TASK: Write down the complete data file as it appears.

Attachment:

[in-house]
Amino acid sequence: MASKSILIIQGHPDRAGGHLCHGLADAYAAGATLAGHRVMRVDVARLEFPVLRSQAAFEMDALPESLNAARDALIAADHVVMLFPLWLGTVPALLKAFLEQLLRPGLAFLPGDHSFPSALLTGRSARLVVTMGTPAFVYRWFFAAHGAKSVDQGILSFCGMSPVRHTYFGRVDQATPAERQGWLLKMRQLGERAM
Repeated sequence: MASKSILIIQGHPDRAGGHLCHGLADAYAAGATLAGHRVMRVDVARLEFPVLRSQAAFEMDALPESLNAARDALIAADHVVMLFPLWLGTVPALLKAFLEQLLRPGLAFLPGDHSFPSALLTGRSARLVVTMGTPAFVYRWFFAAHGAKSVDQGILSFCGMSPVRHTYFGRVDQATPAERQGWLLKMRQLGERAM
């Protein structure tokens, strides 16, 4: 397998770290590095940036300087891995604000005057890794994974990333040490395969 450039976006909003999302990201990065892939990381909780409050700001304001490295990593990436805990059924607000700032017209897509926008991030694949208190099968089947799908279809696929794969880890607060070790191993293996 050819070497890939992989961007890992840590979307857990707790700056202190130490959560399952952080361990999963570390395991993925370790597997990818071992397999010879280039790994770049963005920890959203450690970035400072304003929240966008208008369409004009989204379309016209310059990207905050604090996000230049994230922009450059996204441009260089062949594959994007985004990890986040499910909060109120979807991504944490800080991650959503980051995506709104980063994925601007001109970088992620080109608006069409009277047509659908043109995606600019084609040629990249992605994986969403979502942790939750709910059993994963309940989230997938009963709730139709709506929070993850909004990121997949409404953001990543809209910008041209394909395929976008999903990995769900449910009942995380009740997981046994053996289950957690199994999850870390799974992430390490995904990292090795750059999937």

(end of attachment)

[in-house]
Amino acid sequence: MASKSILIIQGHPDRAGGHLCHGLADAYAAGATLAGHRVMRVDVARLEFPVLRSQAAFEMDALPESLNAARDALIAADHVVMLFPLWLGTVPALLKAFLEQLLRPGLAFLPGDHSFPSALLTGRSARLVVTMGTPAFVYRWFFAAHGAKSVDQGILSFCGMSPVRHTYFGRVDQATPAERQGWLLKMRQLGERAM
Repeated sequence: MASKSILIIQGHPDRAGGHLCHGLADAYAAGATLAGHRVMRVDVARLEFPVLRSQAAFEMDALPESLNAARDALIAADHVVMLFPLWLGTVPALLKAFLEQLLRPGLAFLPGDHSFPSALLTGRSARLVVTMGTPAFVYRWFFAAHGAKSVDQGILSFCGMSPVRHTYFGRVDQATPAERQGWLLKMRQLGERAM
């Protein structure tokens, strides 16, 4: 397998770290590095940036300087891995604000005057890794994974990333040490395969 450039976006909003999302990201990065892939990381909780409050700001304001490295990593990436805990059924607000700032017209897509926008991030694949208190099968089947799908279809696929794969880890607060070790191993293996 050819070497890939992989961007890992840590979307857990707790700056202190130490959560399952952080361990999963570390395991993925370790597997990818071992397999010879280039790994770049963005920890959203450690970035400072304003929240966008208008369409004009989204379309016209310059990207905050604090996000230049994230922009450059996204441009260089062949594959994007985004990890986040499910909060109120979807991504944490800080991650959503980051995506709104980063994925601007001109970088992620080109608006069409009277047509659908043109995606600019084609040629990249992605994986969403979502942790939750709910059993994963309940989230997938009963709730139709709506929070993850909004990121997949409404953001990543809209910008041209394909395929976008999903990995769900449910009942995380009740997981046994053996289950957690199994999850870390799974992430390490995904990292090795750059999937």